This past week’s #indiechat topic was “How to Pitch Your Books to Indie Stores.” Armed with helpful research and great questions on the part of chat participants, we’ve curated a list of some excellent tips that will help you create the perfect pitch for your book. You can also see the entire archived indiechat on our Storify account here.
1. Come up with your angle by investigating the bookstore
Some indie stores cater to a particular section/genre. At the Women and Children First bookstore in Chicago, a book espousing feminist themes would be favored over one involving a traditional patriarchal society. Knowing your audience is definitely a must.
— E.A. Hennessy (@EA_Hennessy) October 20, 2015
— Bibliocrunch (@BiblioCrunch) October 20, 2015
2. Don’t forget your manners This may seem simplistic and straight-forward, but you’d be surprised how many indie authors take on “assumed familiarity syndrome”-e.g., they think that indie author + indie bookstore =match made in heaven. Remember that the indie world represents a wide variety of talent and work. Humbleness is key.
3. Come prepared A majority of bookstores will not have an extensive number of computers at their disposal (bookstore computers are mainly on the sales floor so that customers can search their database), so it’s best to rely on tangible, paper objects for your presentation. When pitching your book, you should bring a copy of your book and a spec sheet.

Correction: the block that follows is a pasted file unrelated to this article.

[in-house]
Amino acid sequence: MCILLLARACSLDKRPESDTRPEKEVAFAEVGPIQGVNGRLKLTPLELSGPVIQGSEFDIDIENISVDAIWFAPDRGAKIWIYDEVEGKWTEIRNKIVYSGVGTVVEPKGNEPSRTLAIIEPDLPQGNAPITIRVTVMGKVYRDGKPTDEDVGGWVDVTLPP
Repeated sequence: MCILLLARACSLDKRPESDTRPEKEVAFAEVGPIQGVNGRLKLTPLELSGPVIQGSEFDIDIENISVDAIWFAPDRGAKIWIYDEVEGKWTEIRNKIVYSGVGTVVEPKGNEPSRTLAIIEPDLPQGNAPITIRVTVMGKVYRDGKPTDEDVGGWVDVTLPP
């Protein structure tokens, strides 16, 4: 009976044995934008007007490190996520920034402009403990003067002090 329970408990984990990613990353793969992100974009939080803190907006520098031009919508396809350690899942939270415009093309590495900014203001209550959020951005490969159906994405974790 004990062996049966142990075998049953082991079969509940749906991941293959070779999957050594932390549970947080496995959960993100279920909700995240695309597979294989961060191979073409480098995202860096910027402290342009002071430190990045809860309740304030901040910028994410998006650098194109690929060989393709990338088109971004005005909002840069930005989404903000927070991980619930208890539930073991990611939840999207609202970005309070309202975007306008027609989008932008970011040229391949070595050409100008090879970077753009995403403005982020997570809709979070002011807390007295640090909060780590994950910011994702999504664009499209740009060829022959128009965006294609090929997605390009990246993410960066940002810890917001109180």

4. Advertise your Author Persona Strengths Are you a social media ninja? A podcaster with a sizable listener following? A veteran author with a devoted fan base? It’s to your advantage to play up your authorial strengths to your potential seller. While bookstore clientele appreciate books as much as the next bookworm consumer, at the end of the day, it’s still a business involved in the numbers game; if you have a tool in your arsenal that can bring in $$, all the better!
5. Check in with your stores Once you’ve landed your book in an indie bookstore (congratulations!), be sure to check in every couple of months on the well-being of the book. By checking in, you’re showing the bookstore owners that you consider yourself personally accountable for the success of your book, which further sets you up for the likelihood of successful pitches in the future.
6. If you face rejection, keep on keeping on!
I know, easier said than done. Remember, at the end of the day, everyone has faced rejection of some variety in their life. Ever heard of a little writer named J.K. Rowling? Harry Potter was turned down by 12 PUBLISHERS before it ended up in the hands of Bloomsbury! Unbelievable, right? Since Ms. Rowling is well-versed in the world of rejection, I will allow her beautiful words to close out this section: “It is impossible to live without failing at something, unless you live so cautiously that you might as well not have lived at all – in which case, you fail by default.”
We hope that these tips will help you in preparing your pitch! Let us know on facebook or twitter if you have any other thoughts! Good luck out there!
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